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Recent Podcast
A Quick Look at Jupiter's Auroras
A Quick Look at Jupiter's Auroras
A new study using Chandra and XMM-Newton data reveals that the auroras at Jupiter’s poles behave independently. (2017-11-07)


A Tour of XJ1417+52

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Narrator (April Hobart, CXC): Black holes come in different sizes. The largest, or supermassive, black holes can contain hundreds of thousands times the mass of the Sun up to billions of times its mass and typically reside in the centers of galaxies. Sometimes, however, astronomers find black holes in somewhat unusual places.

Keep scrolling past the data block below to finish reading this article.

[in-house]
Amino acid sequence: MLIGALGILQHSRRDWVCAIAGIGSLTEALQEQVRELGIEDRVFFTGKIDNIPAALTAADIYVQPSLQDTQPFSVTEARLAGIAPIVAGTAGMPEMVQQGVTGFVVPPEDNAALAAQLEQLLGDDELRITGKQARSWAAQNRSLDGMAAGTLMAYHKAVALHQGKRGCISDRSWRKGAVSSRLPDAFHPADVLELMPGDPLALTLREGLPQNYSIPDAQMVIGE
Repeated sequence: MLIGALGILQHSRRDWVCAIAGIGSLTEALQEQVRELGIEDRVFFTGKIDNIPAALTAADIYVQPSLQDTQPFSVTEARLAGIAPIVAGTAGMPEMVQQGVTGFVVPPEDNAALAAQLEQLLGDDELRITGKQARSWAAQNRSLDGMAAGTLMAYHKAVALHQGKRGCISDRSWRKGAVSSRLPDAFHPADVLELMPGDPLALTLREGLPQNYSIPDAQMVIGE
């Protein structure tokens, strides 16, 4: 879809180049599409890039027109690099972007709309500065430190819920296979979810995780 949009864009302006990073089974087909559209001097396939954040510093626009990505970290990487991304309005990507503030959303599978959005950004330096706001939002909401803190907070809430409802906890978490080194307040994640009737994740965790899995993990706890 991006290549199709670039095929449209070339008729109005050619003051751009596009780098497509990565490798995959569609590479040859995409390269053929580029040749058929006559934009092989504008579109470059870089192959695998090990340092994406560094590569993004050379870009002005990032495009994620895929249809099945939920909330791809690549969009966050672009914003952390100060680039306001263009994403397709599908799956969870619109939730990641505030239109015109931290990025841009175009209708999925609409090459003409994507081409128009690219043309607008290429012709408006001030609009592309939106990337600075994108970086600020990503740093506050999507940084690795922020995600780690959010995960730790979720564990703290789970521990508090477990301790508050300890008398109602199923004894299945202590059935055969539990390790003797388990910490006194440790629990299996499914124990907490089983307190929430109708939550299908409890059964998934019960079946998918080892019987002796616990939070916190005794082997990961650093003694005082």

Take, for example, the object known as XJ1417+52. First discovered in observations from Chandra and XMM-Newton over a decade ago, this object has some interesting properties. To begin with, astronomers think this object may fall right at the boundary between supermassive black holes and the intermediate-mass category. As their name suggest, the latter class are black holes of medium size in between stellar mass black holes and supermassive ones. X-rays from both Chandra and XMM-Newton show that XJ1417+52 gave off an extraordinary amount of X-rays. This and other pieces of evidence suggest that XJ1417+52 contains about 100,000 times the mass of the Sun.

What makes this object even more interesting is its location. Rather than being in the center of its host galaxy, it is located on its northern edge. Astronomers think this could have happened when a smaller galaxy with XJ1417+52 at its center collided with a larger galaxy. Since these two galaxies are still in the process of merging, the two black holes have yet to coalesce into one bigger black hole, but may do so millions or billions of years from now.

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